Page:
Members of 3rd Marine Aircraft Wing got a new obstacle course this week, with one section named after a sergeant who spoke up and asked his commanding general why their base didn’t have one.
Sgt. Mark Willoughby Jr., an air intercept controller with Marine Tactical Air Command Squadron 38, out of Marine Corps Air Station Miramar, Calif., was a corporal when his CG invited him to his house for breakfast.
Maj. Gen. Steven Busby, 3rd MAW’s CG, has held breakfasts and lunches at his home for small groups of lance corporals, corporals and sergeants for about a year. It’s part of his Committed and Engaged Leadership Initiative, which was documented in two Marine Corps Times cover stories: How (not) to talk to lance corporals, dated Nov. 4, and No more knife hands, dated April 1.
Willoughby told Busby that he and Sgt. Mark Sanchez, a tactical data system administrator with the same unit, had an idea for a base obstacle course. Busby listened, and Willoughby was invited back within weeks to break ground on the project.
Now the new obstacle course is open, with the first Marine running through it on Monday.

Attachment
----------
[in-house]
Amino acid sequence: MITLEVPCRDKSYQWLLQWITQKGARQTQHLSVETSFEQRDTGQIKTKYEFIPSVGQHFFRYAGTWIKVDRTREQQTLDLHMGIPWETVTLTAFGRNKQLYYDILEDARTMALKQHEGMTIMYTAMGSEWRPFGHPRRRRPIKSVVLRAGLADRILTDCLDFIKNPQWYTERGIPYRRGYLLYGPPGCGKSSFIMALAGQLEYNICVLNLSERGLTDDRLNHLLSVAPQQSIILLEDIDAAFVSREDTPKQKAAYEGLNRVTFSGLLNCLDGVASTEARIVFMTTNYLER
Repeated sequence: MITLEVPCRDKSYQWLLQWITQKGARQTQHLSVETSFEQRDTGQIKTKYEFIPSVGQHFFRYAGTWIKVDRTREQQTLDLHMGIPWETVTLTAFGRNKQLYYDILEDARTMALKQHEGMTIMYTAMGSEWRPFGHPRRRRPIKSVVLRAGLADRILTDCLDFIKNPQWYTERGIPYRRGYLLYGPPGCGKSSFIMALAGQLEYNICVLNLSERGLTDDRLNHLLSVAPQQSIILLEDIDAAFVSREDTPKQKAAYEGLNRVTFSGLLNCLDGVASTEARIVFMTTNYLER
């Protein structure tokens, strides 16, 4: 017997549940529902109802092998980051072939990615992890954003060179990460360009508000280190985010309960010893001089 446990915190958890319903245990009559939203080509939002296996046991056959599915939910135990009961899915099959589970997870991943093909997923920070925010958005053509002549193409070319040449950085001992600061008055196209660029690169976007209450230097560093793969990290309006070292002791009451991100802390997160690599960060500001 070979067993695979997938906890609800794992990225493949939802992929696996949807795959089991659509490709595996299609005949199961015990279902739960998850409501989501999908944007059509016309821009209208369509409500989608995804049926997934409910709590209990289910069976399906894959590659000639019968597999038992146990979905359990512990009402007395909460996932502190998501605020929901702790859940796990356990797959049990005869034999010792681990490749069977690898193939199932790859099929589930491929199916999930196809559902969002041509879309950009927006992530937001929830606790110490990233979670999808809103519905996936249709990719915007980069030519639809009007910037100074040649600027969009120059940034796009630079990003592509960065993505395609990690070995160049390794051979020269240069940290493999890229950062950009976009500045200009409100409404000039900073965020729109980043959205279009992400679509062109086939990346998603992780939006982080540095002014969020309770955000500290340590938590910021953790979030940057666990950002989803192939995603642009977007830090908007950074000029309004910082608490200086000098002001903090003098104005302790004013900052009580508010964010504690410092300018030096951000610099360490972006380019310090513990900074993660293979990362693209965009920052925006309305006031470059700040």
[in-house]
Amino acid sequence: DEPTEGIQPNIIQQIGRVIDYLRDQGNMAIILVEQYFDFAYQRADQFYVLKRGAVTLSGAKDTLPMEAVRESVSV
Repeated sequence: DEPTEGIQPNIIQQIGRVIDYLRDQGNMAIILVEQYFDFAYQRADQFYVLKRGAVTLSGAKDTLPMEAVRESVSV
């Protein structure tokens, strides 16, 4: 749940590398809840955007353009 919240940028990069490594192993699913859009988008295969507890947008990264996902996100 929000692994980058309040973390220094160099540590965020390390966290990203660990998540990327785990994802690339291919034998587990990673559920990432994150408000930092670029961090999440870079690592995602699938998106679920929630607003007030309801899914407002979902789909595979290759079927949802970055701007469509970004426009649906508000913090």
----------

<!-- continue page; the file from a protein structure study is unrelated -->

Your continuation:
“I never honestly would’ve thought that as a sergeant, I would sit down with the CG and talk about my ideas,” Sanchez told Marine Corps Times when they broke ground on the course. “A lot of people feel scared when a CG comes up to them. …They don’t realize their ideas can actually have an impact.”
Busby said he hopes that opening the obstacle course shows young Marines that leaders are listening to their ideas. He said he knew based on his conversations with members of 3rd MAW that noncommissioned officers felt they weren’t as empowered by leadership when stateside as they were when deployed. He’s hoping his leadership program gets Marines on all levels more engaged and involved.
You can read more about 3rd MAW’s Committed and Engaged Leadership Initiative by clicking on the cover stories below.